Is Equity Release Safe?

The facts and the myths.

Is Equity Release Safe?

The facts and the myths.

Is Equity Release Safe?

The facts and the myths.

Is Equity Release Safe?

The facts and the myths.

Is Equity Release Safe?

The facts and the myths.

Common Myths

The biggest concern people have is they’ll no longer own their home. Historically, if you took out a Home Reversion Plan, you would sell your home to the reversion company, either in full or in part. You would then stay as a beneficial owner in your own home for life. However, there are very few new home reversion plans written these days as they’ve fallen out of favour.

The usual way of releasing the value in your home these days is with a Lifetime Mortgage. This is just like a conventional mortgage where the lender has a first legal charge on your home but you always own it. The biggest differences are there’s no fixed term and no repayments are required or expected!

People think they’ll end up owing more than the house is worth. In the event the house is sold for less than the outstanding mortgage, the difference is written off. This is because of the protection provided by the Equity Release Council’s No Negative Equity Guarantee. You won’t leave a debt to your beneficiaries.

It’s a common misconception that with a lifetime mortgage you have to make monthly payments. This is simply not true! There are no expectations for payments to be made and no one will ever chase you to make payments. However, you can choose to make ad-hoc payments if you want to, or you can choose to make regular committed interest payments for as long as you have the mortgage, or until you decide to stop, It’s your choice. However, making any sort of payment will slow down the effects of compound interest.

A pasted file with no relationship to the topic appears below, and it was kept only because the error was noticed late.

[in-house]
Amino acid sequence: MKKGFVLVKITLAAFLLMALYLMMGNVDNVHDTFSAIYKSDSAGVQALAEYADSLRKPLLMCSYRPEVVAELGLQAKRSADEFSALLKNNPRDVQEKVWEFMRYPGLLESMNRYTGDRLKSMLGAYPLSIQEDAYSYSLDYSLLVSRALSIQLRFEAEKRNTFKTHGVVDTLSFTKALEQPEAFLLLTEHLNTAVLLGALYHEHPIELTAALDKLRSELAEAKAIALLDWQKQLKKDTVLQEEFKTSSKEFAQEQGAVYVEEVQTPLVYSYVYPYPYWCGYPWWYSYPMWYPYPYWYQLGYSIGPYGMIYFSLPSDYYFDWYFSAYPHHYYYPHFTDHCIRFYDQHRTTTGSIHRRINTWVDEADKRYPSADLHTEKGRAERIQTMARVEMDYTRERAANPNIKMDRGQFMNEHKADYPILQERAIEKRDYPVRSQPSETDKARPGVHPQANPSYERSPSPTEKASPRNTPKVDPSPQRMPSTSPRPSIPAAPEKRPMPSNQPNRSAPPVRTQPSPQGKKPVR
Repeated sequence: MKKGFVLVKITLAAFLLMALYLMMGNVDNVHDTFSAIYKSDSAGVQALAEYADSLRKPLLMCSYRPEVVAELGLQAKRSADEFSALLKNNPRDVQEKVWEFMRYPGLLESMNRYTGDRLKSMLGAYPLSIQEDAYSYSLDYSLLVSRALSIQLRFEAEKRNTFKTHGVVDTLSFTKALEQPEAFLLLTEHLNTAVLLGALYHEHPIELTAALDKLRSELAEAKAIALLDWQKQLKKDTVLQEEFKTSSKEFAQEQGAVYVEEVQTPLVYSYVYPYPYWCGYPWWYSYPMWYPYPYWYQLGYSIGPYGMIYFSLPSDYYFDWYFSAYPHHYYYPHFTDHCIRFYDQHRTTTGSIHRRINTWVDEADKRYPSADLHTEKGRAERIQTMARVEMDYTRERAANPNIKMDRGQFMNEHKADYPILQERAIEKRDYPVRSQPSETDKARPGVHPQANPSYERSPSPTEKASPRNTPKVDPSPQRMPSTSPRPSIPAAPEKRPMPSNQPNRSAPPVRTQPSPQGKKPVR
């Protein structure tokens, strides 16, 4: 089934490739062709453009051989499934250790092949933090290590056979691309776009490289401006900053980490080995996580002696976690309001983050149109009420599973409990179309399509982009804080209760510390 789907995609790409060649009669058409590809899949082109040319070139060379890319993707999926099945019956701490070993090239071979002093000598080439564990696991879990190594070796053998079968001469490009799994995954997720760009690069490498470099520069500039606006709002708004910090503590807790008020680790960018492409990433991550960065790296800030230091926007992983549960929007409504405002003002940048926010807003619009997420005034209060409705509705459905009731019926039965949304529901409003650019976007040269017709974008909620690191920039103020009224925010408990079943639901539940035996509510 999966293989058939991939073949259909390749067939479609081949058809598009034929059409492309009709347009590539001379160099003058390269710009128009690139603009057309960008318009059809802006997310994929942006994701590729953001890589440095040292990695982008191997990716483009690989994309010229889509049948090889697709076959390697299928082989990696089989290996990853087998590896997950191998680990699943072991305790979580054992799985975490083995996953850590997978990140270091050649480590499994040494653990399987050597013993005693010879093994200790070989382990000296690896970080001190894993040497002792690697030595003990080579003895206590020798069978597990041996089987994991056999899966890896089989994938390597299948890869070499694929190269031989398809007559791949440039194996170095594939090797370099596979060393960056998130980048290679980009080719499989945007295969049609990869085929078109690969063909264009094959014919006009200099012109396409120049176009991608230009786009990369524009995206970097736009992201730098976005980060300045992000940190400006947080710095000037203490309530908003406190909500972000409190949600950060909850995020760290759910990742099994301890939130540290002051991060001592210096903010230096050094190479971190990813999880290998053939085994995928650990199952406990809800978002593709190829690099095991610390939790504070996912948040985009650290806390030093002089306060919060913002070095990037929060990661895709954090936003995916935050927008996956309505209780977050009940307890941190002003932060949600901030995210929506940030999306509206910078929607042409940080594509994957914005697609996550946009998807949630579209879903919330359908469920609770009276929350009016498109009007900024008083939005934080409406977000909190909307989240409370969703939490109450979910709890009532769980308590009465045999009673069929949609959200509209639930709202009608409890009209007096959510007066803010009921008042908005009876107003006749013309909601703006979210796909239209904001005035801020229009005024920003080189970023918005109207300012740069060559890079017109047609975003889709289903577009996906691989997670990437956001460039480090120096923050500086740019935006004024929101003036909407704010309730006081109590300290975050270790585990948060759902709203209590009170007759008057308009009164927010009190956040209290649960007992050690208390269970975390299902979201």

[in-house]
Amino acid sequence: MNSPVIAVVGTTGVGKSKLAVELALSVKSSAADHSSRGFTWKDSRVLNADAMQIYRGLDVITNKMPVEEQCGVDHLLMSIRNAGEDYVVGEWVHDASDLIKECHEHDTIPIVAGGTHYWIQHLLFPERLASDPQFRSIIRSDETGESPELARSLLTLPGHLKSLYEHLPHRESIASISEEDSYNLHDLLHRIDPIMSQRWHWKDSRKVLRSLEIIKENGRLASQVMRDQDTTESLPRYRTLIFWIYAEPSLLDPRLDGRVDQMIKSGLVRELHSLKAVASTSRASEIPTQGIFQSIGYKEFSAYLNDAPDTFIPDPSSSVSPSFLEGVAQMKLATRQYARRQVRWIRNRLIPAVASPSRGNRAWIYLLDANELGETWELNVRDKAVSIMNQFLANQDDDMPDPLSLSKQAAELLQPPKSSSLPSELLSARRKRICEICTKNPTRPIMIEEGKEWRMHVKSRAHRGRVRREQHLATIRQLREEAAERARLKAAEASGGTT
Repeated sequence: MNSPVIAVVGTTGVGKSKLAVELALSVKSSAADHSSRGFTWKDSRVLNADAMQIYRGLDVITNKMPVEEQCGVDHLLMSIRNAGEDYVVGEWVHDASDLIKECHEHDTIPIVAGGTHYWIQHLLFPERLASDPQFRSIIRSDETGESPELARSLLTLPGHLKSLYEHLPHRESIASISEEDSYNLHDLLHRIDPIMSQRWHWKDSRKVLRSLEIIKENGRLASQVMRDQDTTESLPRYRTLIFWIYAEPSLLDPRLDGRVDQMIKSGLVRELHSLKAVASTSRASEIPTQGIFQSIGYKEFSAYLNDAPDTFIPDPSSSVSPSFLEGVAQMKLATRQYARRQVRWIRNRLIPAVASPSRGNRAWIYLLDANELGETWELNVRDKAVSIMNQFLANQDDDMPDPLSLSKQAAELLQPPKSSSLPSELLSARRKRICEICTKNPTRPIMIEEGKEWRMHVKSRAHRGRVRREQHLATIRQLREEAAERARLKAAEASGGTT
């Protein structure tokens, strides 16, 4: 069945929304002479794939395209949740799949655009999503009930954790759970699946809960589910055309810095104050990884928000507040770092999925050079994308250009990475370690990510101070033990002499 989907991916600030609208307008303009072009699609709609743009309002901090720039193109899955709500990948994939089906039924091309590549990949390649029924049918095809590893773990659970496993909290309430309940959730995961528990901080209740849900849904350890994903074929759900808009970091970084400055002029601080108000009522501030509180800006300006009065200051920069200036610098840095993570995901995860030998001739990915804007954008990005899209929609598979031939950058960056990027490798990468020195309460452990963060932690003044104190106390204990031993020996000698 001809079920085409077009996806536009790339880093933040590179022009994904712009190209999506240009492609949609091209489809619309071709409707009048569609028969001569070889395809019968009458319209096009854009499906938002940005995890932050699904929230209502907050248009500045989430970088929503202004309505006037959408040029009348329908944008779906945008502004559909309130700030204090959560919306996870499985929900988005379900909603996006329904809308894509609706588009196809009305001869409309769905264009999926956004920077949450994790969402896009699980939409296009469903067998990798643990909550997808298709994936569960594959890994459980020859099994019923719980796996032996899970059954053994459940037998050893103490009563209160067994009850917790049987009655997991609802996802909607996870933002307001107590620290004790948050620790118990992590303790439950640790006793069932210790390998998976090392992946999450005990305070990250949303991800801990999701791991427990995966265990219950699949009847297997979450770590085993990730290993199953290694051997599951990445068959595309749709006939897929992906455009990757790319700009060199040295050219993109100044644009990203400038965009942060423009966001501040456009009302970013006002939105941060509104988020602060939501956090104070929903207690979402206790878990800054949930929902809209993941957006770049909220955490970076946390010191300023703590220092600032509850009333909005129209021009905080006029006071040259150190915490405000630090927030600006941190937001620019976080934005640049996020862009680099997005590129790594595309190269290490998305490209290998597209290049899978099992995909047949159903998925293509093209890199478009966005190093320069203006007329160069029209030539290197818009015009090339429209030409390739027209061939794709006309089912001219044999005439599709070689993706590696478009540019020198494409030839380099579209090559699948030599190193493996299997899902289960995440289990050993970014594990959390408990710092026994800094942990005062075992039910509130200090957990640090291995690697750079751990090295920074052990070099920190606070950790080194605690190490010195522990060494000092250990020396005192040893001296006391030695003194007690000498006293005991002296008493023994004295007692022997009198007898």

People wrongly think if they’ve already got a mortgage, they can’t release equity. Again, not true. So long as the planned release is sufficient to pay off the existing traditional mortgage in full, then it can be done.

If there’s a shortfall, but you have access to additional capital to make up the difference that’s also fine. This is one of the biggest reasons people take out lifetime mortgages today. The amount that can be borrowed is solely dependant on the age of the youngest applicant and the value of the property.

The final misconception is there won’t be anything left for your beneficiaries. Most lifetime mortgages have flexibility so you can guarantee a future percentage of the value of your home. However, this will reduce the amount you can borrow now.

The final point to make is that taking equity from your home could affect your ability to continue to claim or make future claims for means-tested benefits, so always check first. Professional equity release advisers will always offer a software check on your entitlements without approaching the Department of Work and Pensions (DWP).

All the terms and conditions, facts and figures of your recommended plan will be in the provided illustration or KFI document.